Fifth-grade students in Robyn Hohenberg’s class at Forest Lake celebrated a special moment in their lives with peers, central administration and Director of English Language Arts Nicole Waldbauer by sharing their memoir writing during a recent publishing party.
Forest Lake fifth-grade students got a “taste” of their peers’ scrumptious summer reads during the class’s annual book tasting. The event was held in the Forester Café among decorated tables and tea lights to resemble a café and to mark the special occasion.
Students and families gathered at Forest Lake Elementary School for the second annual STEAM (science, technology, engineering, the arts and mathematics) night on May 10. During the well-attended evening, students explored their skills at 15 different stations, including Build a Boat to Float a Sailor, egg drop, Spaghetti Strength and marshmallow shooters.
The convenience of a great read is just a school campus away, as Wantagh has recently joined the Little Free Library program. School librarian Catherine Mottola, who has a little free library at her home, said the goal of the program is for students to trade books they are not using, share their favorite books with others or choose a book they have not already read.
Dear Forest Lake Family,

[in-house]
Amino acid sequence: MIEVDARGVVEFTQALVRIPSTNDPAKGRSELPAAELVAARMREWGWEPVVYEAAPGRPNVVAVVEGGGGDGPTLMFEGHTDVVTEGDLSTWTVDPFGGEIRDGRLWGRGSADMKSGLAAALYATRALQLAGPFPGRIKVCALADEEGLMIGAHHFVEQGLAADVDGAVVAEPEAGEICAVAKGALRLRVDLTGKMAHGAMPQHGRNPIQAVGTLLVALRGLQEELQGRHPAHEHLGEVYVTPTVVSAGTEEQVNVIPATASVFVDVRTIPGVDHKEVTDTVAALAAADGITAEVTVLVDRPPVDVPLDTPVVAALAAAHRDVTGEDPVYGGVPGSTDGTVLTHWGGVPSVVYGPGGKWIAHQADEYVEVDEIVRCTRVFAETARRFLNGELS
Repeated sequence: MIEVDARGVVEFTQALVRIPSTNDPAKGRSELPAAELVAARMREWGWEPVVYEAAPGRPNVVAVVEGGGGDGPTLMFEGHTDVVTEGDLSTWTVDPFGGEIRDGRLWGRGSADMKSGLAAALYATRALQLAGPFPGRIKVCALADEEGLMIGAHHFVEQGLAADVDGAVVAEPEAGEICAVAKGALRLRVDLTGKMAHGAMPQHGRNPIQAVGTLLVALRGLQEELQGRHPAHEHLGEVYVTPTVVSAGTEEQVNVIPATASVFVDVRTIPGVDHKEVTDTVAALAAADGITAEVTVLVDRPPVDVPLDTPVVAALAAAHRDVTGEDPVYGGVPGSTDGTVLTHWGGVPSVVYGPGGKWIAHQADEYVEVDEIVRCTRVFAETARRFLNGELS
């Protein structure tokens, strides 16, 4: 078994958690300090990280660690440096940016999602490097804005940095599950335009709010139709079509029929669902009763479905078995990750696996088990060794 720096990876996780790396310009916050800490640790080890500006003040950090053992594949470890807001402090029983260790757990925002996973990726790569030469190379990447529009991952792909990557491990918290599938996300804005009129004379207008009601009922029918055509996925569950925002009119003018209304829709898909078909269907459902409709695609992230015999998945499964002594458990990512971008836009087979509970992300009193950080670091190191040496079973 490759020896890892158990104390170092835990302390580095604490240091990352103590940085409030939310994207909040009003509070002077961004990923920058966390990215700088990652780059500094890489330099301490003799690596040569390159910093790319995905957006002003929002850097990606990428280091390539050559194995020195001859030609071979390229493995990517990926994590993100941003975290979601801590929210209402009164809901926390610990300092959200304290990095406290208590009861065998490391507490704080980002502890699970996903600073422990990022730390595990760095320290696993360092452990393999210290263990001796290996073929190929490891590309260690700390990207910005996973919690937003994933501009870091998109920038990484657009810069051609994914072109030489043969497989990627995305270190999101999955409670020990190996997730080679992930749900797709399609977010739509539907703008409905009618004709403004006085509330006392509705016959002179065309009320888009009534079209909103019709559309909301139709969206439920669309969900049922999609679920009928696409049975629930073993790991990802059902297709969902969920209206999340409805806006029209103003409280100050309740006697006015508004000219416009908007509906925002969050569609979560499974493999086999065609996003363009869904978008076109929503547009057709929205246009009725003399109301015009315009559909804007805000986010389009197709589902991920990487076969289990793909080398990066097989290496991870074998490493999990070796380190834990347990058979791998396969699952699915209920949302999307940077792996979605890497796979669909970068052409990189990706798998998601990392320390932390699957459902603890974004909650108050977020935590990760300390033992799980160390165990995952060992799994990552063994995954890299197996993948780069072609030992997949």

The book that I have chosen as our February book of the month is titled What If Everybody Did That? by Ellen Javernick. The book is illustrated by Colleen M. Madden.
“If you drop just one soda can out the window, it’s no big deal….right? But what if everybody did that? What if everybody broke the rules…and spoke during story time, didn’t wash up, or splashed too much at the pool? Then the world would be a mess. But what if everybody obeyed the rules so that the world would become a better place?”
This book is entertaining to read and the message is easy for any child to understand. In the story, the narrator commits a series of “minor” offenses, such as throwing a soda can on the floor, standing on a bus, not bathing, or not cleaning up after himself. In each case, there is an adult nearby to ask the child “What if everybody did that?” Each question sparks an imaginative and wildly entertaining illustration depicting what might happen if in fact everybody did that. When I read this book to my second grade daughter, I found her laughing out loud at the illustrations, and then trying to guess what each new “offense” would cause if everybody did that. As entertaining as it was, what I loved most was that is sparked a conversation about mindful behavior. She seemed to understand that even minor offenses could have large consequences and I later heard her explaining this concept to my older son when she noticed that he did not clean up after himself after dinner.
After reading, my hope is that our students will consider the consequences of their actions both good and bad, and strive to continue to make our school community a happier place through mindful decision making!
Anthony F. Ciuffo, Jr.
Forest Lake Elementary School